2000 AD Prog Slog

Tuesday, May 12, 2009

Judge Dredd The Megazine 2.16 28/11/92

The real reason I have included the second volume of the magazine in The Slog isn’t because of the shameless Judgement Day cross over with the weekly but because of the nuggets of John Wagner gold that appears here. Wagner seems pretty much absent from 2000 AD at this time with the majority of his work appearing in the fortnightly.

Last issue there was a neat little epilogue to Young Death with Dean Ormston in which Mrs Gunderson, Judge Death’s landlady, visits him in the cubes and asks about unpaid rent while this issue sees the start of the return of Al’s Baby. It’s nearly possible to forget how insubstantial The Megazine can be when half of the comic strip content is being written by John Wagner.

First time around, I was a little disappointed by Mechanismo, Wagner’s current Judge Dredd story painted by Colin MacNeil. I think it was the long publicity the story endured thanks to the empty pages left to be filled by editorial content in previous issues. That and the fact that it is by the same team that brought us the outstanding America; Mechanismo would find it difficult not to seem a let down when compared to it. MacNeil’s artwork is looser while Wagner’s pacing is extended giving the impression that it lacks the same consideration when read in fortnightly chunks. The fact, however, is that when read within a contracted period of time, like, for example, for The Slog, the story has a sense of foreboding.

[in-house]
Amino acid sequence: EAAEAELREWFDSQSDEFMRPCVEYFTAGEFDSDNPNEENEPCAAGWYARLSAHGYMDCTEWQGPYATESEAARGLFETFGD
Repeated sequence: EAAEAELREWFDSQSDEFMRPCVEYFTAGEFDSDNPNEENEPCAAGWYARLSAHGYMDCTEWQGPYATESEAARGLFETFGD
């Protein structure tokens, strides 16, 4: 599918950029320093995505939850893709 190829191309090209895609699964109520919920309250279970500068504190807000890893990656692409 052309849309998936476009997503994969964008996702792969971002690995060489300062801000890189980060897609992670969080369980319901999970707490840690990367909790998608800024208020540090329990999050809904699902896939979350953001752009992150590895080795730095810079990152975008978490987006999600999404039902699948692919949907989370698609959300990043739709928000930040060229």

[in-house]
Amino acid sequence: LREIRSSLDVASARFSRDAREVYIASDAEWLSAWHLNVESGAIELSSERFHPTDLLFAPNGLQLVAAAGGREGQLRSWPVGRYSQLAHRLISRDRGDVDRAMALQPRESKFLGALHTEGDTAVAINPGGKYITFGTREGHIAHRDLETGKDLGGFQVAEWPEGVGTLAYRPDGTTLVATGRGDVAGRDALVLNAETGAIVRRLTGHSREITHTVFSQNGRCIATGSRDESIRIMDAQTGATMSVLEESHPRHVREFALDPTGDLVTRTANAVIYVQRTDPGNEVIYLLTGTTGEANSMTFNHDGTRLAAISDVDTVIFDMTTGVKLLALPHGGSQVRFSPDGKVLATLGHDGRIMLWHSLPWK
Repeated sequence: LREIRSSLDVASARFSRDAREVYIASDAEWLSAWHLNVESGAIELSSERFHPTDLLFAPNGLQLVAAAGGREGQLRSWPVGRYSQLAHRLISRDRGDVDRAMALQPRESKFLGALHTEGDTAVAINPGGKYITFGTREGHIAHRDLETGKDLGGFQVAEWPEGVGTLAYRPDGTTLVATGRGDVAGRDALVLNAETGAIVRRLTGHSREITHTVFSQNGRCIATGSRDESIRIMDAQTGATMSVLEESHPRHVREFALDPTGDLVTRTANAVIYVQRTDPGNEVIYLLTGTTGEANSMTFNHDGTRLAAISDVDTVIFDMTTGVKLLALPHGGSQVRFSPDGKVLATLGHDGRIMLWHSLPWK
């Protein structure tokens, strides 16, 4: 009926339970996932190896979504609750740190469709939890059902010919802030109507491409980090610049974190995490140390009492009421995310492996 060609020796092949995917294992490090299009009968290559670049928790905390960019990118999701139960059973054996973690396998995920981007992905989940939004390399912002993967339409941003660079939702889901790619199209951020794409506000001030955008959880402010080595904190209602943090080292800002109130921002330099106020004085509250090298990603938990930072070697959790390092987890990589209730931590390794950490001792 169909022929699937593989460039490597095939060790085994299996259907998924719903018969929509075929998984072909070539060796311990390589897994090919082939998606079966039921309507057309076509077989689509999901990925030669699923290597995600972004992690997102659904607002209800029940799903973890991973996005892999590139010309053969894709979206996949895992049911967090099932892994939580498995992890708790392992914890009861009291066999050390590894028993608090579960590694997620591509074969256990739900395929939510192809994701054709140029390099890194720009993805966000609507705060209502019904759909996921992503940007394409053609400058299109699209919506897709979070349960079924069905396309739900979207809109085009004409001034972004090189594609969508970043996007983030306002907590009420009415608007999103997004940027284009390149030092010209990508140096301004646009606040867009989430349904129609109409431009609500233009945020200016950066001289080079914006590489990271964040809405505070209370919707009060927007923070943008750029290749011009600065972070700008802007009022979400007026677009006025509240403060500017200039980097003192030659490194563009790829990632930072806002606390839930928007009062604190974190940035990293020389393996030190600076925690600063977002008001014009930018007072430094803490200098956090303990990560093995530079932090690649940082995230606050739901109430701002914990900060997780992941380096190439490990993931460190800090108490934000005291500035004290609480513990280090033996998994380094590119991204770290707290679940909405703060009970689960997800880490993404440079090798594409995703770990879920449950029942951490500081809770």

In Mechanismo, to combat the shortage of Judges, Justice Department puts Robo-judges onto the streets. Dredd is very much against the idea but his protests are ignored. Very quickly, the Robo-judges start to malfunction and begin to humiliate and kill innocent citizens. The obvious comparison to draw here is with the Robocop films and the malfunctioning robot police officer from them, ED 209. However, Robocop is itself at best a tribute to Judge Dredd and, more accurately, plagiarises heavily from it. Wagner deciding to loosely satire the film in his comic strip is completely legitimate even if it is six years after the first movie’s release.

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